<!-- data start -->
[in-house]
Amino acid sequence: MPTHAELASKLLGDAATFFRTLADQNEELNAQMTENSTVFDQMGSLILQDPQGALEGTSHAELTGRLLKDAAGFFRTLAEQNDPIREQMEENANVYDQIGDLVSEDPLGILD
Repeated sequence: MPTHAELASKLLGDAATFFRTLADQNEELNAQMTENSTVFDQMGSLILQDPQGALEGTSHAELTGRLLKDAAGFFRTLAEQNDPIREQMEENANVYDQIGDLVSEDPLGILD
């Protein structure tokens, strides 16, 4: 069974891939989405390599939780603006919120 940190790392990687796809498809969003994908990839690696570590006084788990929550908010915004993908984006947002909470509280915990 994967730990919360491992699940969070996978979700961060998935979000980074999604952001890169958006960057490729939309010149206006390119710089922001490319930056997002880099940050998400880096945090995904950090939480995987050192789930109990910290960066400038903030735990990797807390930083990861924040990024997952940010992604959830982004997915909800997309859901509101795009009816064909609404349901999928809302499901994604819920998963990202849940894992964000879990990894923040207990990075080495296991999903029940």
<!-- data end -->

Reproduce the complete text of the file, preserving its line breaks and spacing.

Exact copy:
[in-house]
Amino acid sequence: MPTHAELASKLLGDAATFFRTLADQNEELNAQMTENSTVFDQMGSLILQDPQGALEGTSHAELTGRLLKDAAGFFRTLAEQNDPIREQMEENANVYDQIGDLVSEDPLGILD
Repeated sequence: MPTHAELASKLLGDAATFFRTLADQNEELNAQMTENSTVFDQMGSLILQDPQGALEGTSHAELTGRLLKDAAGFFRTLAEQNDPIREQMEENANVYDQIGDLVSEDPLGILD
């Protein structure tokens, strides 16, 4: 069974891939989405390599939780603006919120 940190790392990687796809498809969003994908990839690696570590006084788990929550908010915004993908984006947002909470509280915990 994967730990919360491992699940969070996978979700961060998935979000980074999604952001890169958006960057490729939309010149206006390119710089922001490319930056997002880099940050998400880096945090995904950090939480995987050192789930109990910290960066400038903030735990990797807390930083990861924040990024997952940010992604959830982004997915909800997309859901509101795009009816064909609404349901999928809302499901994604819920998963990202849940894992964000879990990894923040207990990075080495296991999903029940």